It’s a lottery as to whether a play you wrote still appeals generations later. Henrik Ibsen’s Ghosts has stood the test of time well; less so for Susan Glaspell’s Springs Eternal.
Playwrights have different ways of measuring success. A big-hitter on the West End might measure success in ticket sales. A resident playwright at a subsidised regional theatre might measure success by the number of four- and five-star reviews in local papers. A pretentious and incomprehensible playwright might measure success by the approval they receive from other pretentious incomprehensible playwrights, who of course know better than anyone else, and a student group in wild overestimation of their own abilities might measure success by the number of plugs given by their mate who edits the theatre column on their student paper. But I firmly believe that what most playwrights really want is for people to look back at their plays, years or decades later, and say to each other “Wasn’t that good?”
If you want future generations to revere your work, the obvious thing you have to do is write something that’s good and preferably original. That’s firmly in your hands. But there is something else you have to do: you have to write something that people in the future relate to. And that is very much out of your hands and instead is pure guesswork. We cannot possibly predict how plays written today will fare in the 22nd century. But we can look back at plays written generations ago and see how they fare today. And from my recent theatre binge in London, I have two prime examples of old plays with differing fortunes.
The play that stands the test of time better is Ghosts, by Henrik Ibsen. Ibsen in a 19th-century playwright, probably best known for A Doll’s House, a play was about a woman stuck in a marriage that looks happy on the outside but miserable on the inside. At first glance, this plot seems ordinary and unoriginal, until you look at the historical context of the time, where even contemplating the possibility that a marriage is less than okey-dokey was a scandal. Cue uproar from the respectable class – perhaps not the wisest move, because anyone today can tell you that foaming with anger over mildly contentious issues only encourages these people to do it again. But Ibsen’s follow-up, Ghosts, was no shock-for-the-sake-of-shock piece. His own words about the inevitable upcoming furore probably put it best:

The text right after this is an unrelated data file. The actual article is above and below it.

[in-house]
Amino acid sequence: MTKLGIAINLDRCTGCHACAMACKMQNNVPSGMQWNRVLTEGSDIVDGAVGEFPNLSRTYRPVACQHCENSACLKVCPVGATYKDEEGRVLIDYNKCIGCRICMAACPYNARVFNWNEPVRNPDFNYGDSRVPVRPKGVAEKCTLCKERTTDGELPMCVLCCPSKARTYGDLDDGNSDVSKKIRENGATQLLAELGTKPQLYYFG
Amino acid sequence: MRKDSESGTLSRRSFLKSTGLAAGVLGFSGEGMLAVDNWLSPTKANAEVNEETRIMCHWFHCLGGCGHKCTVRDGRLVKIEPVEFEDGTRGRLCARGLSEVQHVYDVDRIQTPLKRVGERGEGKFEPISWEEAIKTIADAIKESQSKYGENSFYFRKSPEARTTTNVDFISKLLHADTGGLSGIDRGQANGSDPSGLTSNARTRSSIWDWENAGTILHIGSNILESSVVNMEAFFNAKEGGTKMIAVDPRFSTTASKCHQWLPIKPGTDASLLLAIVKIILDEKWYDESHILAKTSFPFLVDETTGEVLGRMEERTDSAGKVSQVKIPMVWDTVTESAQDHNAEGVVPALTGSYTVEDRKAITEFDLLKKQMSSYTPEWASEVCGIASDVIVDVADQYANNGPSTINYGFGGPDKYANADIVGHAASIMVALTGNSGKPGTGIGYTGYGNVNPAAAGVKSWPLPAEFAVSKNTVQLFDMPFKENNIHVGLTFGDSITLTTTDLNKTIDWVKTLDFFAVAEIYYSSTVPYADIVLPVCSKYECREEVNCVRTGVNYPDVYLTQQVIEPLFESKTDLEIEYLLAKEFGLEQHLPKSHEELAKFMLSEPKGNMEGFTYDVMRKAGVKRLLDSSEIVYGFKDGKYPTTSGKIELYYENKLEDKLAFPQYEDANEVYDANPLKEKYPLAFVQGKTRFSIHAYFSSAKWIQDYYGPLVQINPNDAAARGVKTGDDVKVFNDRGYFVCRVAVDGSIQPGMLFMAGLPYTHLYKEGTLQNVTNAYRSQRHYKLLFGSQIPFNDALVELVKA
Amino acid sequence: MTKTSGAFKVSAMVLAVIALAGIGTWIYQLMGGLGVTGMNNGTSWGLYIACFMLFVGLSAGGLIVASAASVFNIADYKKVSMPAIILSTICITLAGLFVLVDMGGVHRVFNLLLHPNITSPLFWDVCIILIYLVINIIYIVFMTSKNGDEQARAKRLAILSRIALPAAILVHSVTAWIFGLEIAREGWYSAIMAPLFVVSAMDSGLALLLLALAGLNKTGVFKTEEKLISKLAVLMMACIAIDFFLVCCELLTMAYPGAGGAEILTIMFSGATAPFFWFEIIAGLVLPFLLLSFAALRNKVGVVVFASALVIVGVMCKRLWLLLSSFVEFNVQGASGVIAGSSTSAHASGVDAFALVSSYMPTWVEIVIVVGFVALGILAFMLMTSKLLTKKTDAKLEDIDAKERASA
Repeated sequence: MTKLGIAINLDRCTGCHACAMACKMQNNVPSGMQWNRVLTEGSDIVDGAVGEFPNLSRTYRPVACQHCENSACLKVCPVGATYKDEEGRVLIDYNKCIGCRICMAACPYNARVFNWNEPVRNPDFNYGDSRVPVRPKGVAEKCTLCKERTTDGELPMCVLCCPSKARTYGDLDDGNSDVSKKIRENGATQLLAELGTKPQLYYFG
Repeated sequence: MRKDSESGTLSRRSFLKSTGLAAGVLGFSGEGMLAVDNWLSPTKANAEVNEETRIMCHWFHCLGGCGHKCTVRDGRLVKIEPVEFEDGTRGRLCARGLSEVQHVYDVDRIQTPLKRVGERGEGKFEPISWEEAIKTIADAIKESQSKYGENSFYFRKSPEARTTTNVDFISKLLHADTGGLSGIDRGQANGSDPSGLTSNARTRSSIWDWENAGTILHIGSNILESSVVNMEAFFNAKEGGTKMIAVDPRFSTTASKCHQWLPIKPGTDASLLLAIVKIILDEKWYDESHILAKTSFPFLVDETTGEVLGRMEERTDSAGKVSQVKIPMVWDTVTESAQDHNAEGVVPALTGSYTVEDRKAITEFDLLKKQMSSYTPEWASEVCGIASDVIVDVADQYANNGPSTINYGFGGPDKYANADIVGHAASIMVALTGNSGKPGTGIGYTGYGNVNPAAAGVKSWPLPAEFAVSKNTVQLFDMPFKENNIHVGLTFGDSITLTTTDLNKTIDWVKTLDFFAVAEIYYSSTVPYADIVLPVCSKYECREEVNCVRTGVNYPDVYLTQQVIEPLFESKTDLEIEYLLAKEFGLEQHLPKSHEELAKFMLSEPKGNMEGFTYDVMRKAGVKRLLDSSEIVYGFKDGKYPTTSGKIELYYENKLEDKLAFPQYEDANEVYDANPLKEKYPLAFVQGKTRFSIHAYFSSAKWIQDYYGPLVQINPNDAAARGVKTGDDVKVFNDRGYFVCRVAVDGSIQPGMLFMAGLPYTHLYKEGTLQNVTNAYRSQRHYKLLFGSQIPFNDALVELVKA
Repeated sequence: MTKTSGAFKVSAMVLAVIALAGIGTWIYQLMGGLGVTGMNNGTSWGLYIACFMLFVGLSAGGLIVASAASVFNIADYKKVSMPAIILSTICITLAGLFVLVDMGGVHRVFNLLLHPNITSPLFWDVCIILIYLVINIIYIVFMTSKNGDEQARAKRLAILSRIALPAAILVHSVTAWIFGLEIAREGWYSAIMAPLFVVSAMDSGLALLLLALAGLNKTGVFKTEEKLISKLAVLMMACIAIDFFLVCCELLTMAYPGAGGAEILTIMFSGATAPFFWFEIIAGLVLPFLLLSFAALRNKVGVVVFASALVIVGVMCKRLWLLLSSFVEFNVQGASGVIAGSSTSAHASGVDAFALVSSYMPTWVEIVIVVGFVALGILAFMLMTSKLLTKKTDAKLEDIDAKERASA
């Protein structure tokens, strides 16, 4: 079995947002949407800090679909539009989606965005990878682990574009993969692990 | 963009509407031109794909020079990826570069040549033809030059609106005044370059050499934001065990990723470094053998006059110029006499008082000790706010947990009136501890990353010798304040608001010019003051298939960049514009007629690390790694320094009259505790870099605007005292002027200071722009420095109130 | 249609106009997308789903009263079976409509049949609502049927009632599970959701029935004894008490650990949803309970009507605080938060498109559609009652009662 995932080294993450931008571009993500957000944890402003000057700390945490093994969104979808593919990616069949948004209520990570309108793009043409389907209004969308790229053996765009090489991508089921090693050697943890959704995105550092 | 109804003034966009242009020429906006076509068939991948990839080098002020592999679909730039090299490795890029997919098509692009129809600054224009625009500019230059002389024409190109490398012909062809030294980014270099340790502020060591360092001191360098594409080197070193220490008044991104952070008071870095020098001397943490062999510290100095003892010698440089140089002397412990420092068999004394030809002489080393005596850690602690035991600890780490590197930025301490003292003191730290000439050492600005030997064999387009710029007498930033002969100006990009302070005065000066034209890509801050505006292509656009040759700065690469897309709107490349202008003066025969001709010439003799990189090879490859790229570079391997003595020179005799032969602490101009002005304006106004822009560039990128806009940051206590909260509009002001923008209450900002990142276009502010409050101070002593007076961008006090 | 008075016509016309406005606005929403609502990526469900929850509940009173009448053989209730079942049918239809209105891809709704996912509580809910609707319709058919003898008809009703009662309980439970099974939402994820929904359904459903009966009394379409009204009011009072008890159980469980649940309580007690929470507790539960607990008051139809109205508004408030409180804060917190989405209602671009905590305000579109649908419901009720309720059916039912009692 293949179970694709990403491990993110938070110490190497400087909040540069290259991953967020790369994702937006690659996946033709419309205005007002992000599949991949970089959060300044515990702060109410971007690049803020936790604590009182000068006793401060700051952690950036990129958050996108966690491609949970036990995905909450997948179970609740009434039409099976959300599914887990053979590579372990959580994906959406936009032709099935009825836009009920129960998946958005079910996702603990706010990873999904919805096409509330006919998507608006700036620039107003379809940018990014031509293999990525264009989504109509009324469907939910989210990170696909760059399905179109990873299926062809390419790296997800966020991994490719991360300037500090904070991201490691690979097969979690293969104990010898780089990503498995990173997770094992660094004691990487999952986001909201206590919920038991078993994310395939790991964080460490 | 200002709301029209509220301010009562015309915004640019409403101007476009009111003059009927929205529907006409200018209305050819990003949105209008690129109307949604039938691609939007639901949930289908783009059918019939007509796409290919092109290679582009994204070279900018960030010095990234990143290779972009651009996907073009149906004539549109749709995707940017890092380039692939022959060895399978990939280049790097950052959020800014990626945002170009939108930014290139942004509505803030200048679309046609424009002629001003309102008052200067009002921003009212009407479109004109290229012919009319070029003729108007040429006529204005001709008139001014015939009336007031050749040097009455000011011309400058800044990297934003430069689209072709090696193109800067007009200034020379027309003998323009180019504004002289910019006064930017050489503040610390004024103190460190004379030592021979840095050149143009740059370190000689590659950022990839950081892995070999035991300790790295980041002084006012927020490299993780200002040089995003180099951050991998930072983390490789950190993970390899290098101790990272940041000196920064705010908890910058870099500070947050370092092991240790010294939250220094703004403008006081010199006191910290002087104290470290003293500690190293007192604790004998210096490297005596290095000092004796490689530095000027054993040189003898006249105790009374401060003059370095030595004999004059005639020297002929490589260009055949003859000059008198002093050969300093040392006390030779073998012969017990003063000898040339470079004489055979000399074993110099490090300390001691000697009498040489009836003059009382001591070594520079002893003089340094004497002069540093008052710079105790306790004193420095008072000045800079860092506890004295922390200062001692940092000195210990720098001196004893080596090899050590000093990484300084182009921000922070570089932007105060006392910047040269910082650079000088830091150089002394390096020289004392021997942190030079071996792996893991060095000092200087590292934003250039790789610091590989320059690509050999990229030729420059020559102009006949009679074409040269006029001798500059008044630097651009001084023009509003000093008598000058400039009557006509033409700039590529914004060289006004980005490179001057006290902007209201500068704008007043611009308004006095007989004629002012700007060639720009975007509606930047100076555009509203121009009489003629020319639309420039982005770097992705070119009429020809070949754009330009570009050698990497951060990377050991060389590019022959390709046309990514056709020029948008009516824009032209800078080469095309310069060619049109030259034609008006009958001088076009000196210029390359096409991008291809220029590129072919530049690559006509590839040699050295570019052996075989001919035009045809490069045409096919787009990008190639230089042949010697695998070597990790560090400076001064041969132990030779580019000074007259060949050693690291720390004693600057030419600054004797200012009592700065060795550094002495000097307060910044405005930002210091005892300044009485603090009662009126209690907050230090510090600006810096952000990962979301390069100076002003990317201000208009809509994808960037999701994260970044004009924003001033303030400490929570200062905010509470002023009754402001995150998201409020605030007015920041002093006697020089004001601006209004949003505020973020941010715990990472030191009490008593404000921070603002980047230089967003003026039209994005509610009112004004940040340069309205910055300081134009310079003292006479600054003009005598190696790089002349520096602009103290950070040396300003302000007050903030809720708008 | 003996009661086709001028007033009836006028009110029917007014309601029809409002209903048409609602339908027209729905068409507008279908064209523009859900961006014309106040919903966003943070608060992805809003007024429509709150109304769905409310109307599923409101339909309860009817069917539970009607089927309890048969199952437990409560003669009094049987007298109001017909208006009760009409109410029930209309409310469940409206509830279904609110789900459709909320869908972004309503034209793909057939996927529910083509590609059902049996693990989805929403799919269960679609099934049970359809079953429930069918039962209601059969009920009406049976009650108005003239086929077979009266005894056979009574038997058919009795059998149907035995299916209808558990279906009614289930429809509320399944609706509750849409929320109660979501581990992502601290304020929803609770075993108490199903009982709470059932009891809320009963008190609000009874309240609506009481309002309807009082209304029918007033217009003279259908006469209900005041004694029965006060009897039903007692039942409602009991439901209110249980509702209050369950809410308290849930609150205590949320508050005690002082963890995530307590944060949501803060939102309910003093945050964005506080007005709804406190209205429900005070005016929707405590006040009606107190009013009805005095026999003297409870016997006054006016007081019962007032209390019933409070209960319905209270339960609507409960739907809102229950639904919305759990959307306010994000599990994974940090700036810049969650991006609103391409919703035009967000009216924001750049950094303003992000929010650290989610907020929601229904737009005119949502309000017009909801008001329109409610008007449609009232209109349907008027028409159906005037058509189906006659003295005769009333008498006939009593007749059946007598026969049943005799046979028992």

“Ghosts will probably cause alarm in some circles, but that can’t be helped. If it didn’t, there would be no necessity for having written it.”
And, as it happens, most of the contentious issues in the play are still recognisable today. Like A Doll’s House, there is unhappy marriage, but this time, it’s not merely a self-obsessed husband; the late Mr. Alving is a violent alcoholic philanderer. And yet he is regarded as some sort of saint, and his widow (Kelly Hunter) is expected to open an orphanage in his memory. Already you can hear polite society tutting. And now for the ace card – her Priest, Pastor Manders (Patrick Drury) is cowardly apologist who openly believes it is “not a woman’s place to judge her husband”. Sounds familiar? Not in those days, when the Church could do no wrong and choirboys hadn’t been invented yet. Her beloved son Osvald (Mark Quartley), whom she tried so hard to keep ignorant of her husband’s brutality, seem to be turning into his father. He wants to marry Regina (Florence Hall) a servant of her mother’s trying to escape her self-centred father Engstrand (Pip Donagchy). Except that Regina is not actually Engstrand’s daughter, but a product of the late Mr. Alving’s philanderings. All in all, Ghosts was written well ahead of its time – and at the time it provoked so much outrage it took ten years before a British theatre would agree to stage it.
This revival is Stephen Unwin’s swansong as artistic director at the Rose. The only other production of his I’ve seen was Noël Coward’s The Vortex back in February, but it’s clear from both of these productions that Unwin is an expert at identifying old plays that still resonate with a modern audience, and making the most of it. The production as a whole is a perfectly competent one, but the best touch was the staging. One of the greatest fans of Ghosts was Edvard Munch (of The Scream fame), and he went on to design the set for a subsequent production. We don’t know exactly what the set looked like – only his drawings survive – but this was used as the basis for designer Simon Higlett’s set, which did a superb job of evoking the bleakness of rural western Norway in the fog.